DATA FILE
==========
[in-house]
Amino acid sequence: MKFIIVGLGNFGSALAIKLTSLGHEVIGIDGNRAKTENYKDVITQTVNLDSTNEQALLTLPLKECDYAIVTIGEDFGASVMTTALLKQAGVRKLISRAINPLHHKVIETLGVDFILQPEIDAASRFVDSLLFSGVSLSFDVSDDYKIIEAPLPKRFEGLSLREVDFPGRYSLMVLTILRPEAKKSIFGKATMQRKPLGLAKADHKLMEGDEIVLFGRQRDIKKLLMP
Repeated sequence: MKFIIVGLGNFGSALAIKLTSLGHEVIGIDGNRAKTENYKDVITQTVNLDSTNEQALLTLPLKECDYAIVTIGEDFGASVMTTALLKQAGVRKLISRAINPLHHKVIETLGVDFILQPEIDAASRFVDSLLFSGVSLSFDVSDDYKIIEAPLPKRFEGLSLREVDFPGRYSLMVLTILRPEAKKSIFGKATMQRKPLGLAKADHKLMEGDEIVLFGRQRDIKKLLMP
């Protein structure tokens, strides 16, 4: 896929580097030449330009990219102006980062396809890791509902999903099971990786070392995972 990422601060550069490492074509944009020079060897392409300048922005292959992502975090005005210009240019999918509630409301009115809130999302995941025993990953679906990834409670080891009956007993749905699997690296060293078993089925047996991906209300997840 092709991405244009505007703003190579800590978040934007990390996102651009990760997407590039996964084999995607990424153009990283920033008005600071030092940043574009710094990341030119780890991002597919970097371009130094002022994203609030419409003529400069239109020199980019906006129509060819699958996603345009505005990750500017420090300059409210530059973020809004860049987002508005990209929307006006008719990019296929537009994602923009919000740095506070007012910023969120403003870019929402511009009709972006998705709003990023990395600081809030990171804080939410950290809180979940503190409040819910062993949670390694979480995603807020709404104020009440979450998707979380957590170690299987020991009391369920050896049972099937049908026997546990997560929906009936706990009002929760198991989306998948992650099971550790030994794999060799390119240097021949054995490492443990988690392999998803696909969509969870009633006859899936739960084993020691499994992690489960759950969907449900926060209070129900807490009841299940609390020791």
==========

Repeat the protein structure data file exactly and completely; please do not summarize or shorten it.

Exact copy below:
[in-house]
Amino acid sequence: MKFIIVGLGNFGSALAIKLTSLGHEVIGIDGNRAKTENYKDVITQTVNLDSTNEQALLTLPLKECDYAIVTIGEDFGASVMTTALLKQAGVRKLISRAINPLHHKVIETLGVDFILQPEIDAASRFVDSLLFSGVSLSFDVSDDYKIIEAPLPKRFEGLSLREVDFPGRYSLMVLTILRPEAKKSIFGKATMQRKPLGLAKADHKLMEGDEIVLFGRQRDIKKLLMP
Repeated sequence: MKFIIVGLGNFGSALAIKLTSLGHEVIGIDGNRAKTENYKDVITQTVNLDSTNEQALLTLPLKECDYAIVTIGEDFGASVMTTALLKQAGVRKLISRAINPLHHKVIETLGVDFILQPEIDAASRFVDSLLFSGVSLSFDVSDDYKIIEAPLPKRFEGLSLREVDFPGRYSLMVLTILRPEAKKSIFGKATMQRKPLGLAKADHKLMEGDEIVLFGRQRDIKKLLMP
């Protein structure tokens, strides 16, 4: 896929580097030449330009990219102006980062396809890791509902999903099971990786070392995972 990422601060550069490492074509944009020079060897392409300048922005292959992502975090005005210009240019999918509630409301009115809130999302995941025993990953679906990834409670080891009956007993749905699997690296060293078993089925047996991906209300997840 092709991405244009505007703003190579800590978040934007990390996102651009990760997407590039996964084999995607990424153009990283920033008005600071030092940043574009710094990341030119780890991002597919970097371009130094002022994203609030419409003529400069239109020199980019906006129509060819699958996603345009505005990750500017420090300059409210530059973020809004860049987002508005990209929307006006008719990019296929537009994602923009919000740095506070007012910023969120403003870019929402511009009709972006998705709003990023990395600081809030990171804080939410950290809180979940503190409040819910062993949670390694979480995603807020709404104020009440979450998707979380957590170690299987020991009391369920050896049972099937049908026997546990997560929906009936706990009002929760198991989306998948992650099971550790030994794999060799390119240097021949054995490492443990988690392999998803696909969509969870009633006859899936739960084993020691499994992690489960759950969907449900926060209070129900807490009841299940609390020791």